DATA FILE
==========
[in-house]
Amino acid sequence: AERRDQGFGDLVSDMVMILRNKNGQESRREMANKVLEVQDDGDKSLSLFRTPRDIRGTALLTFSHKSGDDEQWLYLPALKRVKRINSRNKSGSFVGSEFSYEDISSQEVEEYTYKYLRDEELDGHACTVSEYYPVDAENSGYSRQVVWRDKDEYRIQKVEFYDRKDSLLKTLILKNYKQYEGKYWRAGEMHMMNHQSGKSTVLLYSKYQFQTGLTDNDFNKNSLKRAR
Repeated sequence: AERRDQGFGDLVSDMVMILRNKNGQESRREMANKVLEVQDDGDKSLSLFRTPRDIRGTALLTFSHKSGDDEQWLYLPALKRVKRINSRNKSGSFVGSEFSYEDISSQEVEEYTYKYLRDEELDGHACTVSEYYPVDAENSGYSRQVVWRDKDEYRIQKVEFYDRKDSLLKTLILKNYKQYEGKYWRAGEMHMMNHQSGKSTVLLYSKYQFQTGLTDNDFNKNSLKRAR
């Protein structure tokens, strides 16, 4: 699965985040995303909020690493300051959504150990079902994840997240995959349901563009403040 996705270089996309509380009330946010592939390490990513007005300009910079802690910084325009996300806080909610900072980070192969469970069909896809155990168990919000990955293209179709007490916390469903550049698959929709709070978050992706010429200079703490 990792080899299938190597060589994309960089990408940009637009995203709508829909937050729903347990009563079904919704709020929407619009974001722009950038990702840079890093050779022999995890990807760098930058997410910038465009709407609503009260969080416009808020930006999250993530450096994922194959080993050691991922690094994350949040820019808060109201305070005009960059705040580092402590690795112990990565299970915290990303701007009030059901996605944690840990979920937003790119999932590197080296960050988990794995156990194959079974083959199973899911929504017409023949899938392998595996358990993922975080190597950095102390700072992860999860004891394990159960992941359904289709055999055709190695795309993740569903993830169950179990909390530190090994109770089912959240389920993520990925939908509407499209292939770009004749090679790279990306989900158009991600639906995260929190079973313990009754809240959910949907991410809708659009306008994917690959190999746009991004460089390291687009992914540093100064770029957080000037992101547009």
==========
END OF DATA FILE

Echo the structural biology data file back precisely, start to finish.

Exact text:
[in-house]
Amino acid sequence: AERRDQGFGDLVSDMVMILRNKNGQESRREMANKVLEVQDDGDKSLSLFRTPRDIRGTALLTFSHKSGDDEQWLYLPALKRVKRINSRNKSGSFVGSEFSYEDISSQEVEEYTYKYLRDEELDGHACTVSEYYPVDAENSGYSRQVVWRDKDEYRIQKVEFYDRKDSLLKTLILKNYKQYEGKYWRAGEMHMMNHQSGKSTVLLYSKYQFQTGLTDNDFNKNSLKRAR
Repeated sequence: AERRDQGFGDLVSDMVMILRNKNGQESRREMANKVLEVQDDGDKSLSLFRTPRDIRGTALLTFSHKSGDDEQWLYLPALKRVKRINSRNKSGSFVGSEFSYEDISSQEVEEYTYKYLRDEELDGHACTVSEYYPVDAENSGYSRQVVWRDKDEYRIQKVEFYDRKDSLLKTLILKNYKQYEGKYWRAGEMHMMNHQSGKSTVLLYSKYQFQTGLTDNDFNKNSLKRAR
């Protein structure tokens, strides 16, 4: 699965985040995303909020690493300051959504150990079902994840997240995959349901563009403040 996705270089996309509380009330946010592939390490990513007005300009910079802690910084325009996300806080909610900072980070192969469970069909896809155990168990919000990955293209179709007490916390469903550049698959929709709070978050992706010429200079703490 990792080899299938190597060589994309960089990408940009637009995203709508829909937050729903347990009563079904919704709020929407619009974001722009950038990702840079890093050779022999995890990807760098930058997410910038465009709407609503009260969080416009808020930006999250993530450096994922194959080993050691991922690094994350949040820019808060109201305070005009960059705040580092402590690795112990990565299970915290990303701007009030059901996605944690840990979920937003790119999932590197080296960050988990794995156990194959079974083959199973899911929504017409023949899938392998595996358990993922975080190597950095102390700072992860999860004891394990159960992941359904289709055999055709190695795309993740569903993830169950179990909390530190090994109770089912959240389920993520990925939908509407499209292939770009004749090679790279990306989900158009991600639906995260929190079973313990009754809240959910949907991410809708659009306008994917690959190999746009991004460089390291687009992914540093100064770029957080000037992101547009």